Congratulations Isabel Derera, PhD

On Thursday, September 6, 2018 Isabel Diane Derera successfully defended her disseration and was awarded her doctoral degree. Congratulations Dr. Derera!

Alterations in GABAergic NTS Neuron Function in Association with TLE and SUDEP

Doctoral Committee Members
Dr. Bret Smith
Department of Physiology , Mentor

Dr. Brian P. Delisle
Department of Physiology

Dr. Steve Estus
Department of Physiology

Dr. Meriem Bensalem-Owen
Department of Neuroscience

Outside Examiner
Dr. Chris Norris
Department of Pharmacology and Nutritional Sciences

Epilepsy is a neurological disorder that is characterized by aberrant electrical activity in the brain resulting in at least two unprovoked seizures over a period longer than 24 hours. Approximately 60% of individuals with epilepsy are diagnosed with temporal lobe epilepsy (TLE) and about one third of those individuals do not respond well to anti-seizure medications. This places those individuals at high risk for sudden unexpected death in epilepsy (SUDEP). SUDEP is defined as when an individual with epilepsy, who is otherwise healthy, dies suddenly and unexpectedly for unknown reasons. SUDEP is one of the leading causes of death in individuals with acquired epilepsies (i.e. not due to genetic mutations), such as TLE. Previous studies utilizing genetic models of epilepsy have suggested that circuitry within the vagal complex of the brainstem may play a role in SUDEP risk. Gamma-aminobutryic acid (GABA) neurons of the nucleus tractus solitarius (NTS) within the vagal complex receive, filter, and modulate cardiorespiratory information from the vagus nerve. GABAergic NTS neurons then project to cardiac vagal motor neurons, eventually effecting parasympathetic output to the periphery. In this study, a mouse model of TLE was used to assess the effect of epileptogenesis on GABAergic NTS neuron function and determine if functional alterations in these neurons impact SUDEP risk. It was discovered that mice with TLE (i.e. TLE mice) have significantly increased mortality rates compared to control animals, suggesting that SUDEP occurs in this model. Using whole cell electrophysiology synaptic and intrinsic properties of GABAergic NTS neurons were investigated in TLE and control mice. Results suggest that during epileptogenesis, GABAergic NTS neurons become hyperexcitable, potentially due to a reduction in A-type potassium channel current and increased excitatory synaptic input. Increases in hyperexcitability have been shown to be associated with an increased risk of spreading depolarization and action potential inactivation leading to neuronal quiescence. This may lead to a decreased inhibition of parasympathetic tone, causing cardiorespiratory collapse and SUDEP in TLE.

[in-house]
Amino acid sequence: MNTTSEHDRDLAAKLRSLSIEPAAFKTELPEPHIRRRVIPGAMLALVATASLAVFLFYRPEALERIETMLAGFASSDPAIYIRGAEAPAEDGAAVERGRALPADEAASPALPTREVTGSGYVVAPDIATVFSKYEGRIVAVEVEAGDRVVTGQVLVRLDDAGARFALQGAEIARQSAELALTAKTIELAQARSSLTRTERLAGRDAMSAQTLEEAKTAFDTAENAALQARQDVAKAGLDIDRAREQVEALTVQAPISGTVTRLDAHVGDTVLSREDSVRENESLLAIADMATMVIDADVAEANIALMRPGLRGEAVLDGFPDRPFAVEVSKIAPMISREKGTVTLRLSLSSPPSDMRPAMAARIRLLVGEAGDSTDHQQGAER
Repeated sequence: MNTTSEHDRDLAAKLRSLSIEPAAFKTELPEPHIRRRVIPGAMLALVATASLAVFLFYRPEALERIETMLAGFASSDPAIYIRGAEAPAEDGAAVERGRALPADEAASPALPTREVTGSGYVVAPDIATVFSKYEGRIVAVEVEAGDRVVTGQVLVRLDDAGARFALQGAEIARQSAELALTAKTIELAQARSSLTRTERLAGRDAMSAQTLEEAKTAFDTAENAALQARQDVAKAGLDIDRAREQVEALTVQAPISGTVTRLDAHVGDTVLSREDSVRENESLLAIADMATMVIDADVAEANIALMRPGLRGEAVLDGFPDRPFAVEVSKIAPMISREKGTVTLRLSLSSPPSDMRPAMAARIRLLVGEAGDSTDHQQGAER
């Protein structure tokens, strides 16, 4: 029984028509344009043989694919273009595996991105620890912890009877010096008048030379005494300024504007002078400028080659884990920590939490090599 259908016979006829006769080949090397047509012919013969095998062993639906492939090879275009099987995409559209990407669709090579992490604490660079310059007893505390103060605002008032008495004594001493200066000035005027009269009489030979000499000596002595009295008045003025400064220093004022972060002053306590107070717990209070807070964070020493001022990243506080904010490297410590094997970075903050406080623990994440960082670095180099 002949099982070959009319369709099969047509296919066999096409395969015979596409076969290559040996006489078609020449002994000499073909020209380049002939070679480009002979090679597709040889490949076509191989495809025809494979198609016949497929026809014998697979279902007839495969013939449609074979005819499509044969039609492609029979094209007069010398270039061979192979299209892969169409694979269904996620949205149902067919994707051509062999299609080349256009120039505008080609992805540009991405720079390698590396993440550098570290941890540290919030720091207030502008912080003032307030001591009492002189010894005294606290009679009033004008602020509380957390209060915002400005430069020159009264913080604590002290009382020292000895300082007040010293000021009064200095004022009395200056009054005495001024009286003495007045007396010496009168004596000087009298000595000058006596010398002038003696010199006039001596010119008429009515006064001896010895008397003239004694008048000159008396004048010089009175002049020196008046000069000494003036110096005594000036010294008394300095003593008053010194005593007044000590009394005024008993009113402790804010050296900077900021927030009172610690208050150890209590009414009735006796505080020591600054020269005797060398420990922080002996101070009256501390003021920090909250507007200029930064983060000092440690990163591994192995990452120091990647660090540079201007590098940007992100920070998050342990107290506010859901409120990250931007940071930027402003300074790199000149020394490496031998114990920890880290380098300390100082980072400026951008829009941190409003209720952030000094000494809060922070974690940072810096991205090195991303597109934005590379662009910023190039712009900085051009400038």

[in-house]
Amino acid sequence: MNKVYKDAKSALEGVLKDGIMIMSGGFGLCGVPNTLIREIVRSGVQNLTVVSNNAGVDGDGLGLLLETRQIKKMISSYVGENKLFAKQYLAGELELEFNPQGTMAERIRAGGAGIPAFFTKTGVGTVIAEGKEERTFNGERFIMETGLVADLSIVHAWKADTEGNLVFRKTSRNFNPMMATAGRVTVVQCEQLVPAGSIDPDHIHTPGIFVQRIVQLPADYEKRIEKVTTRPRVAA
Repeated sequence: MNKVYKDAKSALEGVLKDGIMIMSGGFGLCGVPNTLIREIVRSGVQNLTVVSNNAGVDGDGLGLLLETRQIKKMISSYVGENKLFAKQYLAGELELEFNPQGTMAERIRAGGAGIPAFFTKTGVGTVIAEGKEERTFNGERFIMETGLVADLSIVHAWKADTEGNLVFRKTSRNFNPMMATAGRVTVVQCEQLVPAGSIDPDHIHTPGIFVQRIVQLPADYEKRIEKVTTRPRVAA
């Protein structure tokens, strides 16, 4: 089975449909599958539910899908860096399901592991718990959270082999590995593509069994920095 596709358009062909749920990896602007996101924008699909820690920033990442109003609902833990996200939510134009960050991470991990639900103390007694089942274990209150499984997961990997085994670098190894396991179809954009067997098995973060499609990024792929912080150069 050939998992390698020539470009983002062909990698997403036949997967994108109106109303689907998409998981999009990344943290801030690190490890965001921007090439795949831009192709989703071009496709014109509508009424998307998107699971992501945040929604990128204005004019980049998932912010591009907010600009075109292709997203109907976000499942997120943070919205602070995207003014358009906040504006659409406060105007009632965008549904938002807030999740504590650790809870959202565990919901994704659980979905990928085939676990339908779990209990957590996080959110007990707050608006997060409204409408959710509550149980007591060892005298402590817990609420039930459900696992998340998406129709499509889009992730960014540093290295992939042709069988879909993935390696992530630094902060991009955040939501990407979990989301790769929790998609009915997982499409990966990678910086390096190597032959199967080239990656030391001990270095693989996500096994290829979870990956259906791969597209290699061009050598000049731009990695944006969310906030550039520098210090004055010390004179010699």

I would like to thank my mentor Dr. Bret Smith, for his support and guidance throughout my graduate studies. I am grateful to my committee members: Dr. Brian Delisle, Dr. Steve Estus, and Dr. Meriem Bensalem-Owen for providing me with thoughtful feedback and constructive comments during my doctoral training. I am very appreciative of the help and feedback I have received on my project over the years from many Smith Lab members. In particular, I would like to thank Dr. Carie Boychuk and Dr. Jeff Boychuk for training me in electrophysiology and providing troubleshooting expertise with this technique. I would like to thank Dr. Katalin Smith for her help in tissue collection, PCR, and microscopy. I would also like to thank Tanya Seward for her help with ECG telemetry. I am grateful for all the help I have received from the Department of Physiology Director of Graduate Studies, Dr. Kenneth S. Campbell and the administrative staff in the Physiology Department: Tanya Graf, Andrew Hernandez, and Allison Walters. I would like to thank my friends that have provided me with their unwavering support during my graduate studies. Thank you to Dr. Maria Dixon, Dr. Cheavar Blair, Gabby Keb, Beth Oates, and Dr. Erica Littlejohn. I would also like to thank my family and my husband’s family for their support over the past 6 years. Lastly, I am extremely grateful for meeting my husband, Dr. Will Arnold, during this time in my life. Thank you for always looking out for my best interests throughout my graduate training. I am so appreciative of your support as we survived graduate school together.